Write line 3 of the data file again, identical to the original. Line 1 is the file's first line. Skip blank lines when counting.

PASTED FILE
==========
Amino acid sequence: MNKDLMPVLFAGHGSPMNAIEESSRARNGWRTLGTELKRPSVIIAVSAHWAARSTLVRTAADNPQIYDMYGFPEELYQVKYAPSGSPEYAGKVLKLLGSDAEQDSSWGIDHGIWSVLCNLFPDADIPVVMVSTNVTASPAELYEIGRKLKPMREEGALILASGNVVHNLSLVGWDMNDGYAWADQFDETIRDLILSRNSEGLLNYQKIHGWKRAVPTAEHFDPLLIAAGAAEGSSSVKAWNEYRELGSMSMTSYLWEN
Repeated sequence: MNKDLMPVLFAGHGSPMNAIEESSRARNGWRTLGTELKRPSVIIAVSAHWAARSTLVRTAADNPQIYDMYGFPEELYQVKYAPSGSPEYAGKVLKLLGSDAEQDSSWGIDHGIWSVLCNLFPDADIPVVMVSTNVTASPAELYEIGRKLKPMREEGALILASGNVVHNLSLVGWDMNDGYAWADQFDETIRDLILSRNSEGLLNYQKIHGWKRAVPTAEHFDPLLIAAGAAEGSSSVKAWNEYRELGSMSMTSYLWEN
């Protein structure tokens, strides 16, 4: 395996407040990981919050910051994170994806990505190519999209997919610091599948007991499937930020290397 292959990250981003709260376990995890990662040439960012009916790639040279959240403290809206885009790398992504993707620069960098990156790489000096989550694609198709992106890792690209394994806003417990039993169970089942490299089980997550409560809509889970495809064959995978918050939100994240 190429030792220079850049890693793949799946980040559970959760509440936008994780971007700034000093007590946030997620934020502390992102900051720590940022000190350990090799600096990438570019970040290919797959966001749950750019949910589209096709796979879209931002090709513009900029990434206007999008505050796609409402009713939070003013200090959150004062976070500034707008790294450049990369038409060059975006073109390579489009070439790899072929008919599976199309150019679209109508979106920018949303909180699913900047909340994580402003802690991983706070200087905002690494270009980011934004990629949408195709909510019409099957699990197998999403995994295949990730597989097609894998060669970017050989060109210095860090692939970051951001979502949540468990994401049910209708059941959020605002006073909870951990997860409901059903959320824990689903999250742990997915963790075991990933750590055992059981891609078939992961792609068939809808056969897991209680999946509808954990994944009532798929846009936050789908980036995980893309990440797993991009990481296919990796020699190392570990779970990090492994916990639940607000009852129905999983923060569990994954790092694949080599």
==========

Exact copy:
């Protein structure tokens, strides 16, 4: 395996407040990981919050910051994170994806990505190519999209997919610091599948007991499937930020290397 292959990250981003709260376990995890990662040439960012009916790639040279959240403290809206885009790398992504993707620069960098990156790489000096989550694609198709992106890792690209394994806003417990039993169970089942490299089980997550409560809509889970495809064959995978918050939100994240 190429030792220079850049890693793949799946980040559970959760509440936008994780971007700034000093007590946030997620934020502390992102900051720590940022000190350990090799600096990438570019970040290919797959966001749950750019949910589209096709796979879209931002090709513009900029990434206007999008505050796609409402009713939070003013200090959150004062976070500034707008790294450049990369038409060059975006073109390579489009070439790899072929008919599976199309150019679209109508979106920018949303909180699913900047909340994580402003802690991983706070200087905002690494270009980011934004990629949408195709909510019409099957699990197998999403995994295949990730597989097609894998060669970017050989060109210095860090692939970051951001979502949540468990994401049910209708059941959020605002006073909870951990997860409901059903959320824990689903999250742990997915963790075991990933750590055992059981891609078939992961792609068939809808056969897991209680999946509808954990994944009532798929846009936050789908980036995980893309990440797993991009990481296919990796020699190392570990779970990090492994916990639940607000009852129905999983923060569990994954790092694949080599």